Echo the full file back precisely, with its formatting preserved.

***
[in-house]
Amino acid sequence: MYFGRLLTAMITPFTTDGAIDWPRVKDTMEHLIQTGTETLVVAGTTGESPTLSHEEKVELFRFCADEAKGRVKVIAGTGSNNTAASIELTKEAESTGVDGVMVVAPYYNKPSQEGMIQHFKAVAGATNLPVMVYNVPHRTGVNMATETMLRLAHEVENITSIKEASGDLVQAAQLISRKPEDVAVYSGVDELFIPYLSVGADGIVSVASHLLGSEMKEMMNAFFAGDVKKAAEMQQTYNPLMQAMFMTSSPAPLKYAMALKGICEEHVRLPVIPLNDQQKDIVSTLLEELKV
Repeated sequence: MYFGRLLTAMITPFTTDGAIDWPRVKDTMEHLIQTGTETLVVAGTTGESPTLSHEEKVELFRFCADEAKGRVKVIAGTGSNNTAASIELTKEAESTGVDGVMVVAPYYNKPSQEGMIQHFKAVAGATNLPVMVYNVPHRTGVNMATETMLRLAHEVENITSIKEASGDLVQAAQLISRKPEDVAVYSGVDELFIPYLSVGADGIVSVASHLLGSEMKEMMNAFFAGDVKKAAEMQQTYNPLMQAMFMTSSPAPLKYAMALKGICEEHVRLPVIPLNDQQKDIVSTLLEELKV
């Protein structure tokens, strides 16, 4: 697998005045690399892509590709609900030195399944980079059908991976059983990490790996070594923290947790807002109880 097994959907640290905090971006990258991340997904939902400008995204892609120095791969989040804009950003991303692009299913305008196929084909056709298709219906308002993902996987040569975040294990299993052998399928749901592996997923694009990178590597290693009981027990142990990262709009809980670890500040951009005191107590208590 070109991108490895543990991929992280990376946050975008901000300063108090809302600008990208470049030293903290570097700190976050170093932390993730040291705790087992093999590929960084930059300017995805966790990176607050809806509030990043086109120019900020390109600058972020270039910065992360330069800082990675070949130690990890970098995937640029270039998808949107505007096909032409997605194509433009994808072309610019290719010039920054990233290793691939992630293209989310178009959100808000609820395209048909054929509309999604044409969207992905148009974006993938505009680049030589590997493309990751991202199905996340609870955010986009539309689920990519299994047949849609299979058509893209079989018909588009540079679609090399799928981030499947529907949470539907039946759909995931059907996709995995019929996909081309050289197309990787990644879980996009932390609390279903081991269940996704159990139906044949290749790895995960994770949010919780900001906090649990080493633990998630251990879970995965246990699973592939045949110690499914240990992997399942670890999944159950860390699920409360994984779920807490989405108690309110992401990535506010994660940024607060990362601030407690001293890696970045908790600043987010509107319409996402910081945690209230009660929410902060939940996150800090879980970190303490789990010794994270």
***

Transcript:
[in-house]
Amino acid sequence: MYFGRLLTAMITPFTTDGAIDWPRVKDTMEHLIQTGTETLVVAGTTGESPTLSHEEKVELFRFCADEAKGRVKVIAGTGSNNTAASIELTKEAESTGVDGVMVVAPYYNKPSQEGMIQHFKAVAGATNLPVMVYNVPHRTGVNMATETMLRLAHEVENITSIKEASGDLVQAAQLISRKPEDVAVYSGVDELFIPYLSVGADGIVSVASHLLGSEMKEMMNAFFAGDVKKAAEMQQTYNPLMQAMFMTSSPAPLKYAMALKGICEEHVRLPVIPLNDQQKDIVSTLLEELKV
Repeated sequence: MYFGRLLTAMITPFTTDGAIDWPRVKDTMEHLIQTGTETLVVAGTTGESPTLSHEEKVELFRFCADEAKGRVKVIAGTGSNNTAASIELTKEAESTGVDGVMVVAPYYNKPSQEGMIQHFKAVAGATNLPVMVYNVPHRTGVNMATETMLRLAHEVENITSIKEASGDLVQAAQLISRKPEDVAVYSGVDELFIPYLSVGADGIVSVASHLLGSEMKEMMNAFFAGDVKKAAEMQQTYNPLMQAMFMTSSPAPLKYAMALKGICEEHVRLPVIPLNDQQKDIVSTLLEELKV
């Protein structure tokens, strides 16, 4: 697998005045690399892509590709609900030195399944980079059908991976059983990490790996070594923290947790807002109880 097994959907640290905090971006990258991340997904939902400008995204892609120095791969989040804009950003991303692009299913305008196929084909056709298709219906308002993902996987040569975040294990299993052998399928749901592996997923694009990178590597290693009981027990142990990262709009809980670890500040951009005191107590208590 070109991108490895543990991929992280990376946050975008901000300063108090809302600008990208470049030293903290570097700190976050170093932390993730040291705790087992093999590929960084930059300017995805966790990176607050809806509030990043086109120019900020390109600058972020270039910065992360330069800082990675070949130690990890970098995937640029270039998808949107505007096909032409997605194509433009994808072309610019290719010039920054990233290793691939992630293209989310178009959100808000609820395209048909054929509309999604044409969207992905148009974006993938505009680049030589590997493309990751991202199905996340609870955010986009539309689920990519299994047949849609299979058509893209079989018909588009540079679609090399799928981030499947529907949470539907039946759909995931059907996709995995019929996909081309050289197309990787990644879980996009932390609390279903081991269940996704159990139906044949290749790895995960994770949010919780900001906090649990080493633990998630251990879970995965246990699973592939045949110690499914240990992997399942670890999944159950860390699920409360994984779920807490989405108690309110992401990535506010994660940024607060990362601030407690001293890696970045908790600043987010509107319409996402910081945690209230009660929410902060939940996150800090879980970190303490789990010794994270």